Consumer spending power also remains a potent tailwind. Propelled by soaring stock and real estate markets and stimulus checks, the net worth of U.S. households has reached record highs. As shown in Figure Five, the Federal Reserve estimates that household net worth grew to nearly $142 trillion during the second quarter. Finally, monetary policy remains highly supportive of the business and investment environment. Although the Fed has hinted that continued economic improvement could prompt tapering of its bond-purchase program by year-end, interest rates are likely to remain extremely low for an extended period as it gradually unwinds the extraordinary stimuli deployed during the pandemic.

Figure Five: Household Net Worth (in Trillions)

Figure Five

Source: Federal Reserve

Uncorking the Bottle

Each of the logjams described above could clear quietly, and many of them likely will. But it’s possible that some will not, posing threats to corporate profits, consumer behavior, and future growth prospects. Today, investors are eagerly awaiting the start of the third quarter earnings season for more clues on how individual companies are faring against these challenges.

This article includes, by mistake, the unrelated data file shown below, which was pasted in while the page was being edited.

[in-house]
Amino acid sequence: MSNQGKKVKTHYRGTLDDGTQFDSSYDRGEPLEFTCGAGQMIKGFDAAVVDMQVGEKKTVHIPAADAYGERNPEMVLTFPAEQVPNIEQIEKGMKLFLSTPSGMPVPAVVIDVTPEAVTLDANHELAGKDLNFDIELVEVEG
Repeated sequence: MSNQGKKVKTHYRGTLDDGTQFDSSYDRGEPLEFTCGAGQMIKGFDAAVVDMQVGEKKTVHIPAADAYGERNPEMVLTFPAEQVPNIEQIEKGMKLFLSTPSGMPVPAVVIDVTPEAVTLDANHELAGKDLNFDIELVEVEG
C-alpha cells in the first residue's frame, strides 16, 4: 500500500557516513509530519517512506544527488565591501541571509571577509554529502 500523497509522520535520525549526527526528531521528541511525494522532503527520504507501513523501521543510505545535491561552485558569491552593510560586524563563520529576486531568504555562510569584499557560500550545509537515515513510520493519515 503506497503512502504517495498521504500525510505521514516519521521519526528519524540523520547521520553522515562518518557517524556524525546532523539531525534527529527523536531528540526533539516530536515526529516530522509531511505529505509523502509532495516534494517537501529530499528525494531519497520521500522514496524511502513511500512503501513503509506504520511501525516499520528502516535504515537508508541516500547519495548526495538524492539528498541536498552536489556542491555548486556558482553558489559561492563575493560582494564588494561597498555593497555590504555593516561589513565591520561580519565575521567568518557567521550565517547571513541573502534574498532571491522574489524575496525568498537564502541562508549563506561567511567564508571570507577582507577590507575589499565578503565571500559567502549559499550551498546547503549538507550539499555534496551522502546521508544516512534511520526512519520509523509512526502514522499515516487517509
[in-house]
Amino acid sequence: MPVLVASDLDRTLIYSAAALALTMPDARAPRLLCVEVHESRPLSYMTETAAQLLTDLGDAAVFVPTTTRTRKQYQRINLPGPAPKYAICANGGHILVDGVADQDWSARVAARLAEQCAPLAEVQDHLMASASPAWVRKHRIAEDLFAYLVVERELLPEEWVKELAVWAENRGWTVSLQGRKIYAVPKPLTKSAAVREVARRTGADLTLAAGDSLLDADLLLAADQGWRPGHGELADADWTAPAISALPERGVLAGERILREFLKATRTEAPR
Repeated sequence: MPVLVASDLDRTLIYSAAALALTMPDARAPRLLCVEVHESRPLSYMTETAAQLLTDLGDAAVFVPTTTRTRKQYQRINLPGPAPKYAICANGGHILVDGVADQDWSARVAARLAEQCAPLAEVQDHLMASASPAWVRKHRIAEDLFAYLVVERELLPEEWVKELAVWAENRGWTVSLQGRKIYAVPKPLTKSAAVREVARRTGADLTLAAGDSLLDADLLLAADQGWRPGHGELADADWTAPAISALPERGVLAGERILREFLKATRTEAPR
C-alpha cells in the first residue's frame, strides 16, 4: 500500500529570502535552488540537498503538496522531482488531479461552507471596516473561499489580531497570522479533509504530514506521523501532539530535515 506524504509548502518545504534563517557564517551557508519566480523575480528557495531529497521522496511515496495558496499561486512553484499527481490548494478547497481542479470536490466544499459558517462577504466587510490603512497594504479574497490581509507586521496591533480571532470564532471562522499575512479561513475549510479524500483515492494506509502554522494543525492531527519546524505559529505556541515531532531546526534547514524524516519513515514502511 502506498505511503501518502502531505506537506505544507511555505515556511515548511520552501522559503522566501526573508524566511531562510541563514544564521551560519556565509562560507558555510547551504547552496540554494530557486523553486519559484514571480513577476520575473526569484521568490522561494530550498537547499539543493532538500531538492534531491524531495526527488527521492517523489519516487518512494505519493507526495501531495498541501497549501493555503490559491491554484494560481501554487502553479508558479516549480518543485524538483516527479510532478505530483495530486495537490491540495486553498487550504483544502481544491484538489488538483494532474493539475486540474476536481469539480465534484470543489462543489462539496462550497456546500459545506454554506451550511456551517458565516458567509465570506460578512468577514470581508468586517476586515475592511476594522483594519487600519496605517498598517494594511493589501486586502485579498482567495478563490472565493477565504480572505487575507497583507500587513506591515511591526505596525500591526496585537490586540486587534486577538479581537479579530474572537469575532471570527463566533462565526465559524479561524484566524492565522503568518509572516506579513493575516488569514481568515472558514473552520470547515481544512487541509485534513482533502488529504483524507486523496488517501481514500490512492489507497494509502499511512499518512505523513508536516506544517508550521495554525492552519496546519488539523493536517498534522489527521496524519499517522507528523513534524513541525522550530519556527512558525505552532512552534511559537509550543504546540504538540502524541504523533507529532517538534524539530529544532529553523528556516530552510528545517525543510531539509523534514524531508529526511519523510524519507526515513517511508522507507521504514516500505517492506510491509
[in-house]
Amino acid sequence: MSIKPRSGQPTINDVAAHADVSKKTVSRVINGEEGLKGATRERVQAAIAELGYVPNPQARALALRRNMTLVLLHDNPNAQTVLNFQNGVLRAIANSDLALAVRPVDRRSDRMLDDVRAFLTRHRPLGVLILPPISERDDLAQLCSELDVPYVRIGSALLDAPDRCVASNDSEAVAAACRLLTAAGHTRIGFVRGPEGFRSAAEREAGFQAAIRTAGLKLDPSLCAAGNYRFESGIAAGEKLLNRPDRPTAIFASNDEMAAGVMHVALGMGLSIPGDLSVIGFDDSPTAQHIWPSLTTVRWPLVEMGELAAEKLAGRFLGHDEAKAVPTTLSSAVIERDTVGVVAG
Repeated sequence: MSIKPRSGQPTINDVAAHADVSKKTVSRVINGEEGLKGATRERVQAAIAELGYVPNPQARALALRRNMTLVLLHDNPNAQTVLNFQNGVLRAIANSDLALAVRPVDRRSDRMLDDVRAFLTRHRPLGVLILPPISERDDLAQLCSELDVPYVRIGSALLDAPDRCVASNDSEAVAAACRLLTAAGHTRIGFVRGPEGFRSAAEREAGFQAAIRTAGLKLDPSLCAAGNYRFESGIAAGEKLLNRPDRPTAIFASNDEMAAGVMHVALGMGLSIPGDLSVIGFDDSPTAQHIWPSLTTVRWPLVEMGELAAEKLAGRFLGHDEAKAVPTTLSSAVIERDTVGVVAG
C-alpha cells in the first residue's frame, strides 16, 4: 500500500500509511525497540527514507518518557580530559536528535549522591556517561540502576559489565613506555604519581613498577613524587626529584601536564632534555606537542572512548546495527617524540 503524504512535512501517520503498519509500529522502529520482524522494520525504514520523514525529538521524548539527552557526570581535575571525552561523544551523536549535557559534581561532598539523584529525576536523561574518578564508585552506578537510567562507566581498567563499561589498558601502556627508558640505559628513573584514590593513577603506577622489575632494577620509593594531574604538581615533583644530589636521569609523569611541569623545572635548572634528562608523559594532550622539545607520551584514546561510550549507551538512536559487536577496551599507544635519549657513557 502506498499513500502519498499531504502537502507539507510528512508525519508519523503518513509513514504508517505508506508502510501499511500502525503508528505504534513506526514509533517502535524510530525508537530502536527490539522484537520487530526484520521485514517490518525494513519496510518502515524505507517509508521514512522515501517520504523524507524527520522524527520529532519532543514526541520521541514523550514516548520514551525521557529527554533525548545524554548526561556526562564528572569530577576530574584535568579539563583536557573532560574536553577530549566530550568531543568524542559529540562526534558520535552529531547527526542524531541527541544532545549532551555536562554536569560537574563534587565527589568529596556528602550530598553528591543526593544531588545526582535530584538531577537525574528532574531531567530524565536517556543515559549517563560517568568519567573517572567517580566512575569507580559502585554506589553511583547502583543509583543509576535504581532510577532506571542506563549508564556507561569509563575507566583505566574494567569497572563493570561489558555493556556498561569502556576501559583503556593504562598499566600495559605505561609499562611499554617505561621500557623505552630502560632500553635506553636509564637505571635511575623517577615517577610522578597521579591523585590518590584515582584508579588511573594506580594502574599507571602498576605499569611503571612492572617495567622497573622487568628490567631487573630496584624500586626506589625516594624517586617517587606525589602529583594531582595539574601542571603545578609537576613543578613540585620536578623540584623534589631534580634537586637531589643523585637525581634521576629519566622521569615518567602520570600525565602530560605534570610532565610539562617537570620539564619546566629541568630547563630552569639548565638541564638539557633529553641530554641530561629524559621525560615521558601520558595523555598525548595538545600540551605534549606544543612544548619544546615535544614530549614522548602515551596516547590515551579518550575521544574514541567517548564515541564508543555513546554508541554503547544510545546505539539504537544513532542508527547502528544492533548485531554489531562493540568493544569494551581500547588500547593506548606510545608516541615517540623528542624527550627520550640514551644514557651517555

Although the global economy has passed the peak recovery stage, our view is that conditions remain in place for continued economic expansion as constraints begin to ease. During this next phase of the recovery, we expect markets to be shaped more by fundamental forces than tidal swells of stimulus and liquidity. Such changes in market regimes can be volatile. During choppy seas, long-term investors should focus on the elements within their control that can serve as anchors to windward, including their savings rate, portfolio diversification, and time horizon.


1 Edmunds, “New Car Sales Are Plummeting Because Automakers Can’t Make Enough Cars
2 U.S. Department of Energy